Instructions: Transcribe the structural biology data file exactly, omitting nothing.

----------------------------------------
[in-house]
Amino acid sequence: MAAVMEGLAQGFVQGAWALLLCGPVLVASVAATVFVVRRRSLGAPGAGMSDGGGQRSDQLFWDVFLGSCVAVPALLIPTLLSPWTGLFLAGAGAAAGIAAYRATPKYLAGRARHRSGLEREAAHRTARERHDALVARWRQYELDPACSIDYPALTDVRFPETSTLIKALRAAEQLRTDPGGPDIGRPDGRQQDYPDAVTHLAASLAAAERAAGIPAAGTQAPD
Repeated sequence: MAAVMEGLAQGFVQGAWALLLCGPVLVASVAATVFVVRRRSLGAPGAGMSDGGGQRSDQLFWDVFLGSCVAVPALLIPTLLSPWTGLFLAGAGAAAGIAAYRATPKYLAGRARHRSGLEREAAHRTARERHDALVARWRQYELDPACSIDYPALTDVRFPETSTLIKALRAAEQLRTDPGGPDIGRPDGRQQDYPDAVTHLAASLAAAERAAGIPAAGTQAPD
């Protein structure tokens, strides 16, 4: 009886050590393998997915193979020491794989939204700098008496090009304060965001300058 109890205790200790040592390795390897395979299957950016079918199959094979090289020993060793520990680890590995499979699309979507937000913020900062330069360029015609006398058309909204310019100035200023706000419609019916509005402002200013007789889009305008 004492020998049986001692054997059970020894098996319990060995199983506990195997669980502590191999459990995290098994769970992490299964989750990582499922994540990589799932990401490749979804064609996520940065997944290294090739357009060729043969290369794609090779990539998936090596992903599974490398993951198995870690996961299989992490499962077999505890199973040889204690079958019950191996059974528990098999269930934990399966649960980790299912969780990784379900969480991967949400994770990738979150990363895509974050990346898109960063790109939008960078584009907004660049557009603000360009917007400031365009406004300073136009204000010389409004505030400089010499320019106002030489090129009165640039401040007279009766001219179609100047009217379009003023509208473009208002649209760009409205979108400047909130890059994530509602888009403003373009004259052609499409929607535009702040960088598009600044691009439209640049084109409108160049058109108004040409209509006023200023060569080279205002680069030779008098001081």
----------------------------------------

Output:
[in-house]
Amino acid sequence: MAAVMEGLAQGFVQGAWALLLCGPVLVASVAATVFVVRRRSLGAPGAGMSDGGGQRSDQLFWDVFLGSCVAVPALLIPTLLSPWTGLFLAGAGAAAGIAAYRATPKYLAGRARHRSGLEREAAHRTARERHDALVARWRQYELDPACSIDYPALTDVRFPETSTLIKALRAAEQLRTDPGGPDIGRPDGRQQDYPDAVTHLAASLAAAERAAGIPAAGTQAPD
Repeated sequence: MAAVMEGLAQGFVQGAWALLLCGPVLVASVAATVFVVRRRSLGAPGAGMSDGGGQRSDQLFWDVFLGSCVAVPALLIPTLLSPWTGLFLAGAGAAAGIAAYRATPKYLAGRARHRSGLEREAAHRTARERHDALVARWRQYELDPACSIDYPALTDVRFPETSTLIKALRAAEQLRTDPGGPDIGRPDGRQQDYPDAVTHLAASLAAAERAAGIPAAGTQAPD
């Protein structure tokens, strides 16, 4: 009886050590393998997915193979020491794989939204700098008496090009304060965001300058 109890205790200790040592390795390897395979299957950016079918199959094979090289020993060793520990680890590995499979699309979507937000913020900062330069360029015609006398058309909204310019100035200023706000419609019916509005402002200013007789889009305008 004492020998049986001692054997059970020894098996319990060995199983506990195997669980502590191999459990995290098994769970992490299964989750990582499922994540990589799932990401490749979804064609996520940065997944290294090739357009060729043969290369794609090779990539998936090596992903599974490398993951198995870690996961299989992490499962077999505890199973040889204690079958019950191996059974528990098999269930934990399966649960980790299912969780990784379900969480991967949400994770990738979150990363895509974050990346898109960063790109939008960078584009907004660049557009603000360009917007400031365009406004300073136009204000010389409004505030400089010499320019106002030489090129009165640039401040007279009766001219179609100047009217379009003023509208473009208002649209760009409205979108400047909130890059994530509602888009403003373009004259052609499409929607535009702040960088598009600044691009439209640049084109409108160049058109108004040409209509006023200023060569080279205002680069030779008098001081």